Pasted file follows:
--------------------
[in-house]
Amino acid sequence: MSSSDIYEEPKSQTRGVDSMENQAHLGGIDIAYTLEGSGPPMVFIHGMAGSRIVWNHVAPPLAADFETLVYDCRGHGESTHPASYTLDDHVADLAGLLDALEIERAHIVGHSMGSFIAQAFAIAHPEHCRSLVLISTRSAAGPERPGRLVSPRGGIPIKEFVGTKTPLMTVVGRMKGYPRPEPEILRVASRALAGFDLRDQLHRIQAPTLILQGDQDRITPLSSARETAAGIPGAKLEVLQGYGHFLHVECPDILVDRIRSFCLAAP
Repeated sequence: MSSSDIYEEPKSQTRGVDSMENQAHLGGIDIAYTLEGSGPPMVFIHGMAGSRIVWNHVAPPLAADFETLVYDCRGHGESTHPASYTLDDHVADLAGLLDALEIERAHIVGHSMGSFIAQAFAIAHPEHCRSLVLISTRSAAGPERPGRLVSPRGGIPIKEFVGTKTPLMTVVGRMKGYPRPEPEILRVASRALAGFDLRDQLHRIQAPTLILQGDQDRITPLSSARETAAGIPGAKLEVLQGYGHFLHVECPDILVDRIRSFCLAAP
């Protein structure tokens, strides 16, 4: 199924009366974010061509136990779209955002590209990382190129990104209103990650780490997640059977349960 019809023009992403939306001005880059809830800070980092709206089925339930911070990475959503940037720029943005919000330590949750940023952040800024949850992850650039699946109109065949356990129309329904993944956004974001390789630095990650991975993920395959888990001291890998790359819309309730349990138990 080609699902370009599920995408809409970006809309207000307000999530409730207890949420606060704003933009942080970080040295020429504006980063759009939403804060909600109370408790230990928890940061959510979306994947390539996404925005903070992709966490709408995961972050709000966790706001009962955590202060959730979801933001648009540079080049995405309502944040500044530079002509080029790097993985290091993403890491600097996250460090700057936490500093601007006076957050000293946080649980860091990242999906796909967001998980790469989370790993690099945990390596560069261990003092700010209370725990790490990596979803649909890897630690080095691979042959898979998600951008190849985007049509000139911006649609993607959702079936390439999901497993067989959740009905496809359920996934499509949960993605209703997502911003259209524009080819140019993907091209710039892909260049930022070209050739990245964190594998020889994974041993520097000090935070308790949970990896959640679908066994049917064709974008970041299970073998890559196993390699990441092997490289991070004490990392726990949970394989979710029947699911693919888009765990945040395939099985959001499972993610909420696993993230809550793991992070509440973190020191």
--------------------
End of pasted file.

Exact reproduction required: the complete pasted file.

[in-house]
Amino acid sequence: MSSSDIYEEPKSQTRGVDSMENQAHLGGIDIAYTLEGSGPPMVFIHGMAGSRIVWNHVAPPLAADFETLVYDCRGHGESTHPASYTLDDHVADLAGLLDALEIERAHIVGHSMGSFIAQAFAIAHPEHCRSLVLISTRSAAGPERPGRLVSPRGGIPIKEFVGTKTPLMTVVGRMKGYPRPEPEILRVASRALAGFDLRDQLHRIQAPTLILQGDQDRITPLSSARETAAGIPGAKLEVLQGYGHFLHVECPDILVDRIRSFCLAAP
Repeated sequence: MSSSDIYEEPKSQTRGVDSMENQAHLGGIDIAYTLEGSGPPMVFIHGMAGSRIVWNHVAPPLAADFETLVYDCRGHGESTHPASYTLDDHVADLAGLLDALEIERAHIVGHSMGSFIAQAFAIAHPEHCRSLVLISTRSAAGPERPGRLVSPRGGIPIKEFVGTKTPLMTVVGRMKGYPRPEPEILRVASRALAGFDLRDQLHRIQAPTLILQGDQDRITPLSSARETAAGIPGAKLEVLQGYGHFLHVECPDILVDRIRSFCLAAP
């Protein structure tokens, strides 16, 4: 199924009366974010061509136990779209955002590209990382190129990104209103990650780490997640059977349960 019809023009992403939306001005880059809830800070980092709206089925339930911070990475959503940037720029943005919000330590949750940023952040800024949850992850650039699946109109065949356990129309329904993944956004974001390789630095990650991975993920395959888990001291890998790359819309309730349990138990 080609699902370009599920995408809409970006809309207000307000999530409730207890949420606060704003933009942080970080040295020429504006980063759009939403804060909600109370408790230990928890940061959510979306994947390539996404925005903070992709966490709408995961972050709000966790706001009962955590202060959730979801933001648009540079080049995405309502944040500044530079002509080029790097993985290091993403890491600097996250460090700057936490500093601007006076957050000293946080649980860091990242999906796909967001998980790469989370790993690099945990390596560069261990003092700010209370725990790490990596979803649909890897630690080095691979042959898979998600951008190849985007049509000139911006649609993607959702079936390439999901497993067989959740009905496809359920996934499509949960993605209703997502911003259209524009080819140019993907091209710039892909260049930022070209050739990245964190594998020889994974041993520097000090935070308790949970990896959640679908066994049917064709974008970041299970073998890559196993390699990441092997490289991070004490990392726990949970394989979710029947699911693919888009765990945040395939099985959001499972993610909420696993993230809550793991992070509440973190020191």